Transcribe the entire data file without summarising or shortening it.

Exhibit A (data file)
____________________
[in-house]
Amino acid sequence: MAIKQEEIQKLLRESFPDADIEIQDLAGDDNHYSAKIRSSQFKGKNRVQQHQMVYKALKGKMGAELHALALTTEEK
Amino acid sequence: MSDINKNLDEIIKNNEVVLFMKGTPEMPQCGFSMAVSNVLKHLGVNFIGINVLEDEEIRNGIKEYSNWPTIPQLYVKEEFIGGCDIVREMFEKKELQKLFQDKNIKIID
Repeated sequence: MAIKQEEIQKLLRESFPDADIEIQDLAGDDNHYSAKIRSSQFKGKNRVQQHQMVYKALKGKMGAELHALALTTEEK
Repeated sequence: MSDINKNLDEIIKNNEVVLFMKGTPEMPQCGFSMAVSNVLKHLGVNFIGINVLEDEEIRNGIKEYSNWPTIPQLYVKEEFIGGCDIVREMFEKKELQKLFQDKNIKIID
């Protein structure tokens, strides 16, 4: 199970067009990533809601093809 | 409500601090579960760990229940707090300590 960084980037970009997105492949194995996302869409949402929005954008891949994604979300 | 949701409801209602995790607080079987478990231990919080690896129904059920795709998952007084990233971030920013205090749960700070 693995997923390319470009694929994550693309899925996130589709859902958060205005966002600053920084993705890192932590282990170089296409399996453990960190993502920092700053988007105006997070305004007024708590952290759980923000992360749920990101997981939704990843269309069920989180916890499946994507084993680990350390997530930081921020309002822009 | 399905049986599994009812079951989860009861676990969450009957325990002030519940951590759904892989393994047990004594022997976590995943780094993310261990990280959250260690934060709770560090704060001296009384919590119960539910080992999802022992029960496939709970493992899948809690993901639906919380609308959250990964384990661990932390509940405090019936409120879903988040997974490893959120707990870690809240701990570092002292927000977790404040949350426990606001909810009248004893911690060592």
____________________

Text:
[in-house]
Amino acid sequence: MAIKQEEIQKLLRESFPDADIEIQDLAGDDNHYSAKIRSSQFKGKNRVQQHQMVYKALKGKMGAELHALALTTEEK
Amino acid sequence: MSDINKNLDEIIKNNEVVLFMKGTPEMPQCGFSMAVSNVLKHLGVNFIGINVLEDEEIRNGIKEYSNWPTIPQLYVKEEFIGGCDIVREMFEKKELQKLFQDKNIKIID
Repeated sequence: MAIKQEEIQKLLRESFPDADIEIQDLAGDDNHYSAKIRSSQFKGKNRVQQHQMVYKALKGKMGAELHALALTTEEK
Repeated sequence: MSDINKNLDEIIKNNEVVLFMKGTPEMPQCGFSMAVSNVLKHLGVNFIGINVLEDEEIRNGIKEYSNWPTIPQLYVKEEFIGGCDIVREMFEKKELQKLFQDKNIKIID
């Protein structure tokens, strides 16, 4: 199970067009990533809601093809 | 409500601090579960760990229940707090300590 960084980037970009997105492949194995996302869409949402929005954008891949994604979300 | 949701409801209602995790607080079987478990231990919080690896129904059920795709998952007084990233971030920013205090749960700070 693995997923390319470009694929994550693309899925996130589709859902958060205005966002600053920084993705890192932590282990170089296409399996453990960190993502920092700053988007105006997070305004007024708590952290759980923000992360749920990101997981939704990843269309069920989180916890499946994507084993680990350390997530930081921020309002822009 | 399905049986599994009812079951989860009861676990969450009957325990002030519940951590759904892989393994047990004594022997976590995943780094993310261990990280959250260690934060709770560090704060001296009384919590119960539910080992999802022992029960496939709970493992899948809690993901639906919380609308959250990964384990661990932390509940405090019936409120879903988040997974490893959120707990870690809240701990570092002292927000977790404040949350426990606001909810009248004893911690060592």